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A Better-Prepped FBI Director?

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Conservative lawmakers and media outlets took notice on June 13 when departing FBI Director Robert Mueller appeared to muff an answer to a question on progress the bureau might be making in investigating the Internal Revenue Service for mishandling applications from largely conservative nonprofits seeking tax-exempt status.

In a repartee with Rep. Jim Jordan, R-Ohio, Mueller said he was not aware of how many agents or who within the FBI was at work on the probe promised back in May by Attorney General Eric Holder.

"This is the most important case in the country for the past six weeks and you don't know who the most important person is, leading the case?" pressed Jordan, a member of the Oversight and Government Reform Committee who is involved the panel’s own investigation.

"Not off the top of my head," Mueller said.

"You've had a month to investigate, and you can't even tell me who the lead investigator is? This is what happened. You can't even tell me what happened?" Jordan said. 

Flash forward to Wednesday, June 19, when Mueller appeared before the Senate Judiciary Committee. This time the IRS issue was raised by Sen. Jeff Sessions, R-Ala., who said he had been on the phone that morning with one of the tea party activists who recently recounted her bad experience with the tax agency before the House Ways and Means Committee. “She told me she has been in touch with a lawyer and with other potential victims, and no one had interviewed her nor even had an appointment set up,” Sessions said. “Is the FBI the lead agency in the IRS matter?”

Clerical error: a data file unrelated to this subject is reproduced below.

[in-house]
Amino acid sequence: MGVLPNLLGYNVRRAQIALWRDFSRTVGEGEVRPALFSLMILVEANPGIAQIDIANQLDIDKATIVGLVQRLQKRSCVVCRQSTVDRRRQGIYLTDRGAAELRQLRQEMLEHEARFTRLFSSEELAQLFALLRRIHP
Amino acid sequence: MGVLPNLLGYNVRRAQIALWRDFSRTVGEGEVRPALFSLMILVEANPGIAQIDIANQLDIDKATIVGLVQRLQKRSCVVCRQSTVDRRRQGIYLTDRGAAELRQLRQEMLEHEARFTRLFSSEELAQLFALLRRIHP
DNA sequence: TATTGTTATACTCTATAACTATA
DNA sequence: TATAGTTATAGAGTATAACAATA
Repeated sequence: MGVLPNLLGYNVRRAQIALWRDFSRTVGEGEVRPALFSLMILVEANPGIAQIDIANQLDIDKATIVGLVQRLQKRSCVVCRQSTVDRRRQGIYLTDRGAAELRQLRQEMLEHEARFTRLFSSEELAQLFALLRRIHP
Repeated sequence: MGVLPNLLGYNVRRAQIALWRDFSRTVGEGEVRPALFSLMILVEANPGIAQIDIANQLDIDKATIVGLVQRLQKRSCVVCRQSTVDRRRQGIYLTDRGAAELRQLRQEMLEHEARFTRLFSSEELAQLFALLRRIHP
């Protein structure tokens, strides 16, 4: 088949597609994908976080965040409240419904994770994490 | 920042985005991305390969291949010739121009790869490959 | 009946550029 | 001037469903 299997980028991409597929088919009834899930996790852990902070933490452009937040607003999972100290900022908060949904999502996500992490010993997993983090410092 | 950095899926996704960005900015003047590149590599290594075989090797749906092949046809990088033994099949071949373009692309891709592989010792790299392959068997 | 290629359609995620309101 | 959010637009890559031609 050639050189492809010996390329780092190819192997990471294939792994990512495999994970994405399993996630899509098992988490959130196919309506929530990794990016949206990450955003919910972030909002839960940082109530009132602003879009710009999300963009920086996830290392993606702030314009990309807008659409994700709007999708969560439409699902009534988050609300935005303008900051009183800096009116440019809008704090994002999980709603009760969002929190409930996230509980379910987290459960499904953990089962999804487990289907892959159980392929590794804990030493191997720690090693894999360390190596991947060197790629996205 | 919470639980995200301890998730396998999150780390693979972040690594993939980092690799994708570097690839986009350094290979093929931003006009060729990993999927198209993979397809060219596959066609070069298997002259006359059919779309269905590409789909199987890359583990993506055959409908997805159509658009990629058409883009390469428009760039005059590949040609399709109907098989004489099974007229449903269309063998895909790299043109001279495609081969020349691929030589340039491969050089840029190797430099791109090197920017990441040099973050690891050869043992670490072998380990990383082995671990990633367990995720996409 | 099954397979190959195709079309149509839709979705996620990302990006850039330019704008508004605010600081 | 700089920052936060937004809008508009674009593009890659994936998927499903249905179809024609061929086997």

“Yes,” Mueller replied. “Over a dozen agents have been assigned, locally. I can tell you it falls within the purview of Valarie Parlave, who is assistant director in charge of our Washington field office. We also have people at headquarters who are monitoring it,” Mueller continued, assuring Sessions that the bureau has responded to general complaints. But he didn’t provide any more names.

“That seems pretty slow,” Sessions said. “Are you running behind here?”

Mueller replied that he is not “familiar with the day-in-day-out details, but will go back and see where that is.”

Sessions insisted that any good probe should start with contacting the victims and asking them what happened. Mueller responded, “As a prosecutor you obviously know you have to have the records so you have the requisite materials to do the interview. I’m hypothesizing because I don’t know who at that particular level is doing interviews.”

“I think it’s too slow,” Sessions said. “Somebody needs to go out and find out what the problem is. Talk to the people first.” Mueller assured the senator “there is a sense of urgency within the agency -- it is not languishing.”

Charlie Clark joined Government Executive in the fall of 2009. He has been on staff at The Washington Post, Congressional Quarterly, National Journal, Time-Life Books, Tax Analysts, the Association of Governing Boards of Universities and Colleges, and the National Center on Education and the Economy. He has written or edited online news, daily news stories, long features, wire copy, magazines, books and organizational media strategies.

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